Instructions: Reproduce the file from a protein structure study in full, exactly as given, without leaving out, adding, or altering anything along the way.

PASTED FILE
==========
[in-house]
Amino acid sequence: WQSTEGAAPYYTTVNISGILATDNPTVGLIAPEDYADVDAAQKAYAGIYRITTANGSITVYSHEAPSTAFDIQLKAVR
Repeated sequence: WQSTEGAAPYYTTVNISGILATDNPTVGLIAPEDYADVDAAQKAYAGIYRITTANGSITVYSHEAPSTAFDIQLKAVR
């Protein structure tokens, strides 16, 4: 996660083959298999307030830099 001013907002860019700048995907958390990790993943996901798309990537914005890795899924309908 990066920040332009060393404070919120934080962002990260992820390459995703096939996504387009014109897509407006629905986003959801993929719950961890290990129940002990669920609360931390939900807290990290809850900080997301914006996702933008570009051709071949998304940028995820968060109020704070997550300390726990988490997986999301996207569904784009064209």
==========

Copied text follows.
[in-house]
Amino acid sequence: WQSTEGAAPYYTTVNISGILATDNPTVGLIAPEDYADVDAAQKAYAGIYRITTANGSITVYSHEAPSTAFDIQLKAVR
Repeated sequence: WQSTEGAAPYYTTVNISGILATDNPTVGLIAPEDYADVDAAQKAYAGIYRITTANGSITVYSHEAPSTAFDIQLKAVR
């Protein structure tokens, strides 16, 4: 996660083959298999307030830099 001013907002860019700048995907958390990790993943996901798309990537914005890795899924309908 990066920040332009060393404070919120934080962002990260992820390459995703096939996504387009014109897509407006629905986003959801993929719950961890290990129940002990669920609360931390939900807290990290809850900080997301914006996702933008570009051709071949998304940028995820968060109020704070997550300390726990988490997986999301996207569904784009064209």